INDIANAPOLIS — With an unsettled roster situation entering the free agency period, the Steelers could look in a number of different directions when it comes to their second-round pick in the 2020 NFL Draft.
If they decide not to sign free agent Bud Dupree, outside linebacker could be an option. If they don’t exercise their contract option for Vance McDonald, perhaps Kevin Colbert and company will lean toward tight end. Defensive tackle Javon Hargave seems almost sure to move on, leaving a hole there, and there’s the possibility of a veteran offensive lineman like Ramon Foster being a salary cap casualty.
All told, they could go almost any direction, with quarterback being the lone probable exception.
But the draft might be taking the Steelers toward wide receiver, where the team has at least a marginal need for depth and some added playmaking ability alongside JuJu Smith-Schuster, Diontae Johnson and James Washington. Furthermore, the 2020 Draft class is considered exceptionally deep at the position.
As a result, the Steelers have been talking to wide receivers at the 2020 NFL Combine, and one of them has been TCU’s Jalen Reagor. Reagor confirmed to Steelers Now that he had a formal interview with the Steelers on Monday night and the interest makes a lot of sense.
Reagor, a 5-foot-11, 206-pound wide receiver from Waxahachee, Texas, checks a lot of familiar boxes for Steelers prospects.
He’s a college junior, which the Steelers have repeatedly prioritized. He played against big-time competition in the Big 12, and furthermore, he’s the son of former NFL defensive lineman Montae Reagor.
Reagor showed explosive playmaking ability in his three seasons at TCU, averaging over 15 yards per catch in his collegiate career. Of his 148 total receptions, 22 of them were touchdowns. Reagor also flashed ability out of the backfield, averaging 9.3 yards per carry on 35 career rushing attempts
“I’m a big play waiting to happen,” Reagor said when asked to describe his game. “I’m very versatile. I can make something happen in situations where you might not think I can. I’m coming to make an immediate impact wherever I go.”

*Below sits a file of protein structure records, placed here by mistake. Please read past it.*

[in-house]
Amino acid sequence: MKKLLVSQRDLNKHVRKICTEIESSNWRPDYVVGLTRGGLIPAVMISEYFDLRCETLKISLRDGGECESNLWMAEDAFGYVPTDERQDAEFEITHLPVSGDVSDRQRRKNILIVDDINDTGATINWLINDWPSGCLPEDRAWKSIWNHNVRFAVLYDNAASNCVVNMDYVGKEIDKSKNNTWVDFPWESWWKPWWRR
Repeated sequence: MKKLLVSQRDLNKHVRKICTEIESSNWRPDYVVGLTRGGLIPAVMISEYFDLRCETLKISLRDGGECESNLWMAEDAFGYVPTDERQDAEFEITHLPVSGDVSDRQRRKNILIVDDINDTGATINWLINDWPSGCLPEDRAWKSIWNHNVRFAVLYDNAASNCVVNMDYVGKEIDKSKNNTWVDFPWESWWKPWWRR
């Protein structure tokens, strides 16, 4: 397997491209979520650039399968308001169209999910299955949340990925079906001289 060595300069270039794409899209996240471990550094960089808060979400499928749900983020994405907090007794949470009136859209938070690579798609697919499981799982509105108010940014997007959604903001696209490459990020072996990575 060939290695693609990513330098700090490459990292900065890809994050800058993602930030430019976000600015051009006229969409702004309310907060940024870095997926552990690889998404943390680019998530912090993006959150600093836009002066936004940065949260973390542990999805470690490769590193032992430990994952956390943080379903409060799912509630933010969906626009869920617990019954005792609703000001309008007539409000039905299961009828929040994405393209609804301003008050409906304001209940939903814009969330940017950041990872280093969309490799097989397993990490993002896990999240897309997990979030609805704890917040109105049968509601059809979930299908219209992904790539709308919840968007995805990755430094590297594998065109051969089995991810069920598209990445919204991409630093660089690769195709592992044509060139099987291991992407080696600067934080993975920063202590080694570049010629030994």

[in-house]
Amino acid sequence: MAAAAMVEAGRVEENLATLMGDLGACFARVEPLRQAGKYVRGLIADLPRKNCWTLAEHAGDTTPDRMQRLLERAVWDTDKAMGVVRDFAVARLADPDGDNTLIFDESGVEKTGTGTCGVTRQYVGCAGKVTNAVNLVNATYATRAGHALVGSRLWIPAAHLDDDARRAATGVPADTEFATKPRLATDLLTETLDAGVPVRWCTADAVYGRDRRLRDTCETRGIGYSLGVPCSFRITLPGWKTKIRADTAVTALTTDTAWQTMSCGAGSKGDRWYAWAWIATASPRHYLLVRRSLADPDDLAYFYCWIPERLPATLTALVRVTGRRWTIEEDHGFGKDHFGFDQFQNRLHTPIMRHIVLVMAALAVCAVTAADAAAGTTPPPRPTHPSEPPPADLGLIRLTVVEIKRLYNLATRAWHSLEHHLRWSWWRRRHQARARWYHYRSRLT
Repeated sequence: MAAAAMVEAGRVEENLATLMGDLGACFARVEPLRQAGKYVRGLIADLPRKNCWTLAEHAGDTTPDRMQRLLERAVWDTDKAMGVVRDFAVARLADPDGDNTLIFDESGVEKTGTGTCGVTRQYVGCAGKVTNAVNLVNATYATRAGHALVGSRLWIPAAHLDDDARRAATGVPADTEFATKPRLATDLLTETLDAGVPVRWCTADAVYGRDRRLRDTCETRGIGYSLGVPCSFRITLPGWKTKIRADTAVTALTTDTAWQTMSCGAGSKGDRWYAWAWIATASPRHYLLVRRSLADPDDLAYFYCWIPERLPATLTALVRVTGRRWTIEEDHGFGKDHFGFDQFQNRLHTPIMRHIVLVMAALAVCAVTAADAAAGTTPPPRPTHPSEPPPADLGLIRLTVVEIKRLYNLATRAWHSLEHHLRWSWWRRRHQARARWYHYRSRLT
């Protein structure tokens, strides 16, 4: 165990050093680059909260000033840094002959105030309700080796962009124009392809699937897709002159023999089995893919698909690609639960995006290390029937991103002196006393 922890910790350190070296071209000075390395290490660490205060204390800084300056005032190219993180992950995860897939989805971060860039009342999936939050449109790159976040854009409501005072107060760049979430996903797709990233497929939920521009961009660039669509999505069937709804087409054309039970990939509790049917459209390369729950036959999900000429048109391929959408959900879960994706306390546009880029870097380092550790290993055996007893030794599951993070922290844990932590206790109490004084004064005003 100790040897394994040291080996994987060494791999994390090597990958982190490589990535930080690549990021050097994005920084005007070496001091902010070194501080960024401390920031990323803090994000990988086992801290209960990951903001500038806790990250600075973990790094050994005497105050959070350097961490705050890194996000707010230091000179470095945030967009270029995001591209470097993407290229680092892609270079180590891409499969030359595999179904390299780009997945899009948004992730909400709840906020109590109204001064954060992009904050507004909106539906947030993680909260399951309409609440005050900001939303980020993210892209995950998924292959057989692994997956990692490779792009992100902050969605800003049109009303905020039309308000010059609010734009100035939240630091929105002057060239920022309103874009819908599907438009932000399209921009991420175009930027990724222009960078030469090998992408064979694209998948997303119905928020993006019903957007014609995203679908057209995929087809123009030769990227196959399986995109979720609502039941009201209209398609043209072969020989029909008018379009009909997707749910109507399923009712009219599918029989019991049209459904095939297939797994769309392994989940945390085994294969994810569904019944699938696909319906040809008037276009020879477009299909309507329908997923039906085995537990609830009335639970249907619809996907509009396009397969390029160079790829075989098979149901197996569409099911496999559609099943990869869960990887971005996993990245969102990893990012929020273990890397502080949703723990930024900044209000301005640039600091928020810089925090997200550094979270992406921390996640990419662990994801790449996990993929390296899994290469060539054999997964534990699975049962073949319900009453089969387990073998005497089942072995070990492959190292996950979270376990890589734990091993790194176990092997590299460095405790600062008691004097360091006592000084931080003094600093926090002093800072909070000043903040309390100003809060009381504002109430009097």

He compared himself to San Francisco 49ers 2019 rookie Deebo Samuel, citing Samuel’s versatility and big-play ability. Samuel was taken with the 36th pick in the second round a year ago, and Reagor is being projected in a similar vein.
Some of the concerns with his game include his limited positional alignments at TCU. Reagor primarily only worked on the right side of the field for the Horned Frogs and did not show an entire route tree on his film. But he says he has the ability to do more than he showed, he was simply doing what the offense needed him to do.
“That’s where the offense primarily wanted me to be, but I knew the whole offense: X, Y, H, Z, so wherever I needed to be, I can play it,” Reagor said.
The other issue with him has been some consistency. TCU’s offense struggled as a whole in 2019 and his Reagor’s overall numbers dropped from his sophomore season to his junior year.
That’s left him toward the middle of the second round, according to most evaluators, and that could bring him within range of the Steelers’ first pick. Samuel proved that he was probably under-drafted with a 950-yard, six-touchdown rookie campaign. Reagor thinks he’s better than his projections, as well.
“I’m underrated, he said. “That’s fine. … That doesn’t bother me.”